Growing up, I was always afraid of accidentally eating food that had gone bad. My family would tease me
about this obsession, and my penchant for sniffing around the fridge and haranguing about purchase and expiration dates.
I thought about this recently, when I passed on reading a blog post that at first looked interesting for one very simple reason – it had no posting date. The post did not pass my "sniff test."
It is silly to not show posting dates, and it seems the only reason they'd do this is to hide the fact that the blog may not be updated often. But they are not fooling anyone, and probably losing folks like me, who prefer up-to-date info and don't like to play guessing games about content freshness.
Avoid Errors, Give Your Content "Curb Appeal"
The competition for your customer's attention can be fierce. More content from more sources means it is a buyer's market for content (even though much is for free).
Could the answer really be no content? Spencer Critchley wrote in the Huffington Post: "Content marketing is already showing signs of becoming the victim of its own success. In logic and economics, there's a principle known as the fallacy of composition… Put another way, an advantage is no longer an advantage when it's available to everyone… So what's next for content marketing? If people now want less, find a way to give it to them."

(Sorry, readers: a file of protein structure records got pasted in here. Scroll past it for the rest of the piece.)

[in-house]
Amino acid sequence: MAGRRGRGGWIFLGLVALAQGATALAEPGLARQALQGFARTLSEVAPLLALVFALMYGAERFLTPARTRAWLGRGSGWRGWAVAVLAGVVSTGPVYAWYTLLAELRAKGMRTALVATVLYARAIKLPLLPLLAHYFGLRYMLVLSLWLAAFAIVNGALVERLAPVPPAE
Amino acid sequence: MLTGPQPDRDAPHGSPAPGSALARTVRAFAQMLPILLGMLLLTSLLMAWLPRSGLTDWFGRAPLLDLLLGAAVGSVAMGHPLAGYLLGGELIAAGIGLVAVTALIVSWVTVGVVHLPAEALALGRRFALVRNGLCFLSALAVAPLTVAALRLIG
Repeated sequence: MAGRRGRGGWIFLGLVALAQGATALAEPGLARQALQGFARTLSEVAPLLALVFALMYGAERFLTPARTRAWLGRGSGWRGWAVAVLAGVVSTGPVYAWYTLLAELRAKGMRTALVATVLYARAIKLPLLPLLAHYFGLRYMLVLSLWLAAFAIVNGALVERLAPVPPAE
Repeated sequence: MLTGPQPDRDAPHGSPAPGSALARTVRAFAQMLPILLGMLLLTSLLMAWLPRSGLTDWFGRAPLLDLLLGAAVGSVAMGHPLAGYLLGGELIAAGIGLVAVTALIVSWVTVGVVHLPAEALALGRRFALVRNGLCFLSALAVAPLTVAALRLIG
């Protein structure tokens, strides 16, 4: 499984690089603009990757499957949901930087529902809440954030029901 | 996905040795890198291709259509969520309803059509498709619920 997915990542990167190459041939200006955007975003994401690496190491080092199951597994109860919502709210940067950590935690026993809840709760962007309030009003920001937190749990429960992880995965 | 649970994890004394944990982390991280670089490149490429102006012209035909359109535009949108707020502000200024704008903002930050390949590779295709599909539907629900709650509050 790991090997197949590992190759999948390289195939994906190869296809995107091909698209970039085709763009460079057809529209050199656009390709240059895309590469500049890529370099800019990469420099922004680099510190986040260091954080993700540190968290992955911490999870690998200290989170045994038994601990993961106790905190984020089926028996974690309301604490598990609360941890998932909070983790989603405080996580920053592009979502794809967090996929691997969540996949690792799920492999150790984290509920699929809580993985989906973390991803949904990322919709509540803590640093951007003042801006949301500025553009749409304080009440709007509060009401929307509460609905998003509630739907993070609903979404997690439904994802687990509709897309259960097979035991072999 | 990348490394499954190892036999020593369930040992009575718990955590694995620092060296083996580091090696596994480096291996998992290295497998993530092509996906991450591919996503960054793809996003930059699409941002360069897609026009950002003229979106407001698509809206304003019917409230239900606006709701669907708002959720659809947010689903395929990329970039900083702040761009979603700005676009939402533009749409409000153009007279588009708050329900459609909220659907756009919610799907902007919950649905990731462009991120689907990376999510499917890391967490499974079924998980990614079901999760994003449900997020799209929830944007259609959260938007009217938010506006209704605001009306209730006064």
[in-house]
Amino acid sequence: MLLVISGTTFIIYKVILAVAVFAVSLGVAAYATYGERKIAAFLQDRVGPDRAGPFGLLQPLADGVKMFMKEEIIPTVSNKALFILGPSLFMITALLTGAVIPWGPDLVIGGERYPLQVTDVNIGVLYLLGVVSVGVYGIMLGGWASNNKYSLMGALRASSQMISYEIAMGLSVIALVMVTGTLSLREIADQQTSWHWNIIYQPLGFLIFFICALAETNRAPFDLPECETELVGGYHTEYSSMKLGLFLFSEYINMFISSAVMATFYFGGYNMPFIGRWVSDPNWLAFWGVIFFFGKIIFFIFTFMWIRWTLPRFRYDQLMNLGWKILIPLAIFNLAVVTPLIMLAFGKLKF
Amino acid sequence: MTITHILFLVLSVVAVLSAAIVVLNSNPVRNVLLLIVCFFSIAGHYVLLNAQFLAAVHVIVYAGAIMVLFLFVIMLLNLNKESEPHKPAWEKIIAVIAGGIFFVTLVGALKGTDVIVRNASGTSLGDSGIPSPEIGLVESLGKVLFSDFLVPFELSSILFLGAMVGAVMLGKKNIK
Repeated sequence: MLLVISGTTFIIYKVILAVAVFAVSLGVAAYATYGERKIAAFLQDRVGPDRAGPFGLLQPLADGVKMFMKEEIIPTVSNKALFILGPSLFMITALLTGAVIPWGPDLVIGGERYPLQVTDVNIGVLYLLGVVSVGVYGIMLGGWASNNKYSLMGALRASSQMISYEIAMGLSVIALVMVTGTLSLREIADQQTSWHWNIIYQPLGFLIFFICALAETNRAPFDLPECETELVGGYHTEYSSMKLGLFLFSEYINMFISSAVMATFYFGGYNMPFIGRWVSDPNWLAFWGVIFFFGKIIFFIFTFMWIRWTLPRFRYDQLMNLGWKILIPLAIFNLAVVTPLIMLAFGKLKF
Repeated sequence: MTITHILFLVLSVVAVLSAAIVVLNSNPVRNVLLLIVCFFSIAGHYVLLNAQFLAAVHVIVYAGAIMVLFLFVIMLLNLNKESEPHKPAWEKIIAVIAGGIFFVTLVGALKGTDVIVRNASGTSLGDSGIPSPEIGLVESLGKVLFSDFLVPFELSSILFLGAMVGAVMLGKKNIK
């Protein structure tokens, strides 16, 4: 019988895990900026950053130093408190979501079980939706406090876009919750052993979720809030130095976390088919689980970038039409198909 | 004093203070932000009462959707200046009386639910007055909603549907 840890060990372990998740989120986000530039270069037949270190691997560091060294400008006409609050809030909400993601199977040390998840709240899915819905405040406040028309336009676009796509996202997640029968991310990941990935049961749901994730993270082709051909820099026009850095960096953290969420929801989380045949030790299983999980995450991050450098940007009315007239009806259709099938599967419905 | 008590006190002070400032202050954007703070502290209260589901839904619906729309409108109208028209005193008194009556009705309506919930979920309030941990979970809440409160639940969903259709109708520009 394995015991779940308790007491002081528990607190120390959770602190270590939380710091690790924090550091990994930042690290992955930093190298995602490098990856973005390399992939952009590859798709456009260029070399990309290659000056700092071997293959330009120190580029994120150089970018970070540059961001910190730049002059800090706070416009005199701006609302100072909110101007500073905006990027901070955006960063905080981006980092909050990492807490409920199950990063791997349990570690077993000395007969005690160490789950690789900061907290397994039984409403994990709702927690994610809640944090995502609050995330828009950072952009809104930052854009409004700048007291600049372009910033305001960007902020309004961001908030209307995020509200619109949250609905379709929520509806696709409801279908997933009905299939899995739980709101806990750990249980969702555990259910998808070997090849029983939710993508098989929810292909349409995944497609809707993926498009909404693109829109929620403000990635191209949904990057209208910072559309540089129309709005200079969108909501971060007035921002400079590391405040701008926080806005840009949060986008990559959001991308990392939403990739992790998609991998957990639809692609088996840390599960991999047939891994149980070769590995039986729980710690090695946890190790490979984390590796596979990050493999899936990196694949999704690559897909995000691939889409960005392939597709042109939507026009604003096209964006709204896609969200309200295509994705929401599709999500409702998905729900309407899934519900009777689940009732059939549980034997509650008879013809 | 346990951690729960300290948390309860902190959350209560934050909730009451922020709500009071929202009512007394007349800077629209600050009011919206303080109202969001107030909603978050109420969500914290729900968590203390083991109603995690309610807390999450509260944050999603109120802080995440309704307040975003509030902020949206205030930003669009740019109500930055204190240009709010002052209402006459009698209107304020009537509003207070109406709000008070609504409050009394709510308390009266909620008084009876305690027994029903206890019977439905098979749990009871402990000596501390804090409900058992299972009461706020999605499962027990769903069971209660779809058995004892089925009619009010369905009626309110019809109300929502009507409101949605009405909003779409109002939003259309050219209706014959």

It’s an interesting perspective.
In a buyer's market, the seller needs to get clever and use all means available to increase appeal for the product. E.g. in real estate this means upping "curb appeal."
My monthly column on Maximize Social Business (posted today, and yes, with a date!) explores how to avoid common errors so that your content gets read by more people – or, how to give your content "curb appeal."